Ok, So You Got The Baby Jesus Figurine In The Rosca De Reyes, Now What?—Here’s What Día De La Candelaria Is All About


Ok, So You Got The Baby Jesus Figurine In The Rosca De Reyes, Now What?—Here’s What Día De La Candelaria Is All About

alejandro.munoz.p / Instagram

Remember Día de Reyes when everyone cuts the rosca and hopes to god not to get the little niño Jesus? If you grew up Mexican, you probably know that whoever gets the baby Jesus figurine owes everyone tamales. But when is the tamal party? And most importantly—why? Keep reading to find out what El Día de la Candelaria means, what your abuelitas and tías are actually celebrating and how it originated —spoiler alert: it’s colonization.

February 2nd may be Groundhog Day in the United States, but in Mexico, and for many Latinos outside of Mexico, there is a completely different celebration on this date.

The religious holiday is known as Día de la Candelaria (or Candlemas in English). And on this day of the year, people get together with family and friends to eat tamales, as a continuation of the festivities of Three Kings’ Day on January 6. 

This is why your abuelita dresses up her niño Jesús in extravagant outfits.

For Día de la Candelaria it’s customary for celebrants to dress up figures of the Christ Child in special outfits and take them to the church to be blessed. Día de la Candelaria is traditionally a religious and family celebration, but in some places, such as Tlacotalpan, in the state of Veracruz, it is a major fiesta with fairs and parades.

February 2nd is exactly forty days after Christmas and is celebrated by the Catholic church as the Feast of the Purification of the Virgin.

Alternatively, this day also counts as the Presentation of Jesus at the Temple. The origin of this religious feast day comes from ancient Jewish tradition. According to Jewish law, a woman was considered unclean for 40 days after giving birth, and it was customary to bring a baby to the temple after that period of time had passed. So the idea is that Mary and Joseph would have taken Jesus to the temple to be blessed on February second, forty days after his birth on December 25.

The tradition goes back to around the 11th Century in Europe.

People typically took candles to the church to be blessed as part of the celebration. This tradition was based on the biblical passage of Luke 2:22-39 which recounts how when Mary and Joseph took Jesus to the temple, a particularly devout man named Simeon embraced the child and prayed the Canticle of Simeon: “Now thou dost dismiss thy servant, O Lord, according to thy word in peace; Because my eyes have seen thy salvation, Which thou hast prepared before the face of all peoples: A light to the revelation of the Gentiles, and the glory of thy people Israel.” The reference to the light inspired the celebration of the blessing of the candles.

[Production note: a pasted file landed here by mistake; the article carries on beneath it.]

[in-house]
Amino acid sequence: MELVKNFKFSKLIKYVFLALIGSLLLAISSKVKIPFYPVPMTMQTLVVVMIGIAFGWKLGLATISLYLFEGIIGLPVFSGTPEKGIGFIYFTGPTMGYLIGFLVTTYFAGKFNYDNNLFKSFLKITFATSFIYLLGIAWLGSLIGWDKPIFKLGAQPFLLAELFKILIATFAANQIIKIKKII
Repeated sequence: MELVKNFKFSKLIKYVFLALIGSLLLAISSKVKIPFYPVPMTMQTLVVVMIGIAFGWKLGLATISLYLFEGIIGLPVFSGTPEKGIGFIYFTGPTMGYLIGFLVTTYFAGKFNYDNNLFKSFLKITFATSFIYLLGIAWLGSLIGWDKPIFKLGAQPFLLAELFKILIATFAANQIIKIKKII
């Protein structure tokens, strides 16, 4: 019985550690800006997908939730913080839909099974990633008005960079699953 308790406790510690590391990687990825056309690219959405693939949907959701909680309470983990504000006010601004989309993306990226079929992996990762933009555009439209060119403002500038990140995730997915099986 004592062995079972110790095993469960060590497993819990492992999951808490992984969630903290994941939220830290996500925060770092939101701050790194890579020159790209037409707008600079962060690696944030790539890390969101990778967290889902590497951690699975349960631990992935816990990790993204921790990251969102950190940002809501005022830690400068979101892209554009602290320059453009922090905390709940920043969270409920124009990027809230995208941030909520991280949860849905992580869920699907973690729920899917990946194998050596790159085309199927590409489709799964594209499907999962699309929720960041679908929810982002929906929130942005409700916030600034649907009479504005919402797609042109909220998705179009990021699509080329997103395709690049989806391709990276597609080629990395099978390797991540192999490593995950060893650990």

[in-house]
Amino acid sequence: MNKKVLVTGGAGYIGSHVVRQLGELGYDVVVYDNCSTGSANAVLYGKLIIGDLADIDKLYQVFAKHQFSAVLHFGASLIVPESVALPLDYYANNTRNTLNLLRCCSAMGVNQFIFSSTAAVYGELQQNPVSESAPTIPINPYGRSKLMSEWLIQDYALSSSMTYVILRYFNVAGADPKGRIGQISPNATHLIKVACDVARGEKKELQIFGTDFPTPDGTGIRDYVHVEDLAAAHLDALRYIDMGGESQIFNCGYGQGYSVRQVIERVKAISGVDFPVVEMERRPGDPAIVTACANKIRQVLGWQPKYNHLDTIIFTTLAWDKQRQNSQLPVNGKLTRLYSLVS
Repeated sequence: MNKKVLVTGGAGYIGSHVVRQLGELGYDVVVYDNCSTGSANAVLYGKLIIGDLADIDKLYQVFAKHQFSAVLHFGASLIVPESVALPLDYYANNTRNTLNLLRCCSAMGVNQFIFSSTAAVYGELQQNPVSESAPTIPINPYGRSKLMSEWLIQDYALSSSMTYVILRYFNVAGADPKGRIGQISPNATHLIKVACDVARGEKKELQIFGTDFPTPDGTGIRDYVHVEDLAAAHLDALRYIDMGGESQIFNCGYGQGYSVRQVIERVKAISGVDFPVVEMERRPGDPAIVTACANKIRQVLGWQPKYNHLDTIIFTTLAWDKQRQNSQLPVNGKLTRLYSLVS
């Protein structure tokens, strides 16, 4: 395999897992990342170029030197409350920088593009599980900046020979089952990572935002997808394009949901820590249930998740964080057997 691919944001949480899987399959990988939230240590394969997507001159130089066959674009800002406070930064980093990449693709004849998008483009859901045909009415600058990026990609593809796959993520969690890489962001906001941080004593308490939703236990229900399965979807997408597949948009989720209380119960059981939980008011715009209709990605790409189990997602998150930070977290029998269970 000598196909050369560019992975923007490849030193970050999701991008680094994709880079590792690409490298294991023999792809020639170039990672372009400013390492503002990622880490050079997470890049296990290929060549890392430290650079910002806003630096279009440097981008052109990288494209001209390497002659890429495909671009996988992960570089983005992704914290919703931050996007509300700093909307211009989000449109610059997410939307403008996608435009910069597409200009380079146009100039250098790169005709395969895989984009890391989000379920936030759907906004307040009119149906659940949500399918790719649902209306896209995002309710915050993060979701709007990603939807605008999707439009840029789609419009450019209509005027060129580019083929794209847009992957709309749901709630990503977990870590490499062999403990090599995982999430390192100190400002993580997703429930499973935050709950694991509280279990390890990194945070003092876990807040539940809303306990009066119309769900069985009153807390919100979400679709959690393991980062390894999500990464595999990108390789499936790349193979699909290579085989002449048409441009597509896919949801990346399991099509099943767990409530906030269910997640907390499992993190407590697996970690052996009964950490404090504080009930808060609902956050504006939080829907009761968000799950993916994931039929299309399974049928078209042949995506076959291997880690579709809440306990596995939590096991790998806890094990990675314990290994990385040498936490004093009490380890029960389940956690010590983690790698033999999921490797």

In Mexico Día de la Candelaria is a follow-up to the festivities of Three Kings Day on January 6th.

On Día De Reyes, when children receive gifts, families and friends gather together to eat Rosca de Reyes, a special sweet bread with figurines of a baby (representing the Child Jesus) hidden inside. The person (or people) who received the figurines on Three Kings Day are supposed to host the party on Candlemas Day. Tamales are the food of choice.

This tradition also carries Pre-Hispanic roots.

After the Spanish conquistadors introduced the Catholic religion and masked indigenous traditions with their own, to help spread evangelization, many villagers picked up the tradition of taking their corn to the church in order to get their crops blessed after planting their seeds for the new agricultural cycle that was starting. They did this on February 2, which was the eleventh day of the first month on the Aztec calendar —which coincidentally fell on the same day as the Candelaria celebration. It’s believed that this is why, to this day, the celebratory feast on February 2 is all corn-based —atole and tamales.

This date is special for other reasons too… 

February 2, marks the halfway point between the winter solstice and the spring equinox, which aligns with the pagan holiday of Imbolc. Since ancient times, this date was thought to be a marker or predictor of the weather to come, which is why it is also celebrated as Groundhog Day in the United States. There was an old English saying that went “if Candlemas be fair and bright, Winter has another flight. If Candlemas brings clouds and rain, Winter will not come again.” In many places, this is traditionally seen as the best time to prepare the earth for spring planting.

In Perú the Fiesta de la Candelaria is a festival in honor of the Virgin of Candelaria, patron saint of the city of Puno and it is one of the biggest festivals of culture, music, and dancing in the country.